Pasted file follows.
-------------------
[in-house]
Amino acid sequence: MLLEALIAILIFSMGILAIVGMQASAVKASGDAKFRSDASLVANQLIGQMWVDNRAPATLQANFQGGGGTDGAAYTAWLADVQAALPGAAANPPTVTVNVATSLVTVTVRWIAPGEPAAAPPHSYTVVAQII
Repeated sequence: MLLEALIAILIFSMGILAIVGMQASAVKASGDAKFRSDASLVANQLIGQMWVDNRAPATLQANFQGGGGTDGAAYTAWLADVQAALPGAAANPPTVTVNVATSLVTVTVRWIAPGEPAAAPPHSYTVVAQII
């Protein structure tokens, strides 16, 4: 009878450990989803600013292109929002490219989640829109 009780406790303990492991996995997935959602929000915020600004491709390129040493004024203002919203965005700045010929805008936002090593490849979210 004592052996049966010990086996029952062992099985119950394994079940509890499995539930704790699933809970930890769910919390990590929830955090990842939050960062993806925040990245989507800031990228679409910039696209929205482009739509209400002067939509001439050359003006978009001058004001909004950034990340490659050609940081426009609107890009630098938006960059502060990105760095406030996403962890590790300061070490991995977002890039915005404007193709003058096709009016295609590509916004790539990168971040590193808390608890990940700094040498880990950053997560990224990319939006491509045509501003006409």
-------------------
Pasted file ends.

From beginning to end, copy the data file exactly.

[in-house]
Amino acid sequence: MLLEALIAILIFSMGILAIVGMQASAVKASGDAKFRSDASLVANQLIGQMWVDNRAPATLQANFQGGGGTDGAAYTAWLADVQAALPGAAANPPTVTVNVATSLVTVTVRWIAPGEPAAAPPHSYTVVAQII
Repeated sequence: MLLEALIAILIFSMGILAIVGMQASAVKASGDAKFRSDASLVANQLIGQMWVDNRAPATLQANFQGGGGTDGAAYTAWLADVQAALPGAAANPPTVTVNVATSLVTVTVRWIAPGEPAAAPPHSYTVVAQII
């Protein structure tokens, strides 16, 4: 009878450990989803600013292109929002490219989640829109 009780406790303990492991996995997935959602929000915020600004491709390129040493004024203002919203965005700045010929805008936002090593490849979210 004592052996049966010990086996029952062992099985119950394994079940509890499995539930704790699933809970930890769910919390990590929830955090990842939050960062993806925040990245989507800031990228679409910039696209929205482009739509209400002067939509001439050359003006978009001058004001909004950034990340490659050609940081426009609107890009630098938006960059502060990105760095406030996403962890590790300061070490991995977002890039915005404007193709003058096709009016295609590509916004790539990168971040590193808390608890990940700094040498880990950053997560990224990319939006491509045509501003006409």